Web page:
Like I said, I checked for voltage all the way through the system. I had voltage at the relay center which is *after* both the low pressure and high pressure cutoff switches. (This is where the PCM interrupt relay is located. It is easier to check there than at the high pressure switch.)
The next stop after the relay center is the compressor itself. I could measure no battery voltage there, indicating an open circuit.
Of course, I may not have been able to get a good connection because I could barely fit my hand in there to even remove the connector. Once I have a spare connector and diode as a jumper harness, I'll know for sure. Then, if it still doesn't work, I'll know there is a problem with the clutch gap, clutch coil, etc.
PS I checked my '05 wiring diagram for Vics/GM cars and it does show a compressor clutch diode. Only, this time it does not appear to be installed in the same place as on older models.
The connector for the A/C clutch coil ('05 models) is C100. On my car, the diode is inline in the harness several inches up before this connection. On the '05 model, it is wired into a branch circuit instead.
Rather than being directly in parallel with C100 in the same harness, this branch circuit goes back to the Battery Junction Box where the diode is located and it is grounded there.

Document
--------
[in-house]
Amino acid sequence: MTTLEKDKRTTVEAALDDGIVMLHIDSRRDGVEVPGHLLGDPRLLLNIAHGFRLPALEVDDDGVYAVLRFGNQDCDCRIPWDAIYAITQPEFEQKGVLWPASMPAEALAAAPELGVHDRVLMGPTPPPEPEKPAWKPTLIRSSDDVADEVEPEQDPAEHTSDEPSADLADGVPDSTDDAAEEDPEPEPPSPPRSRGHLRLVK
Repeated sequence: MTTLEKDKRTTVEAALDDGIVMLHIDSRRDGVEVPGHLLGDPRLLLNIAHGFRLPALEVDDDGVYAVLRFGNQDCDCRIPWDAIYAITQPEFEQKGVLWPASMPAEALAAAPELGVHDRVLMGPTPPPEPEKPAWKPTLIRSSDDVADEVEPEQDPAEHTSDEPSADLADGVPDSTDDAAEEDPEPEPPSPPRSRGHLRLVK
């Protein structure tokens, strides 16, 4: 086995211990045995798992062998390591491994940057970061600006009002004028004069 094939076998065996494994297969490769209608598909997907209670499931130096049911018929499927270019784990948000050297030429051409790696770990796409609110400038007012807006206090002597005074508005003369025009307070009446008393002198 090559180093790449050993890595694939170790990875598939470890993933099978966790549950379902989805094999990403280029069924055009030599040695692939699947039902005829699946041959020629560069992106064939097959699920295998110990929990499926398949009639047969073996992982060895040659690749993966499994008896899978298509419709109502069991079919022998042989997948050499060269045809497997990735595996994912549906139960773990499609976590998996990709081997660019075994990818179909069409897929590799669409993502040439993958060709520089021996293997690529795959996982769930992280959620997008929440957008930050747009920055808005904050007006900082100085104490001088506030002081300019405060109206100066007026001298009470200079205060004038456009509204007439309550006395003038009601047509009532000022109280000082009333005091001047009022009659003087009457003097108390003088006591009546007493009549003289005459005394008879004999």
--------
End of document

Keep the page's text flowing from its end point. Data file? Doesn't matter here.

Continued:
So, it looks (at least at first glance) as if the diode wasn't eliminated, but moved to a different place on later models.
It's also interesting to note that later models break out the compressor clutch relay from the EATC -- which is where it used to be located -- and now mount it as a standalone relay in the Battery Junction Box. I guess this solves the problem of the solder connection failing on the circuit board over time.
But, the main reason is the PCM now controls the A/C compressor clutch on newer models rather than the EATC module. There is a new sensor that monitors A/C line pressure and also a sensor that keeps the evaporator core from freezing up and these are monitored by the PCM instead of the EATC.
It appears the vehicle's systems are being more and more tightly integrated with the PCM, making it harder than ever before to modify/customize to taste.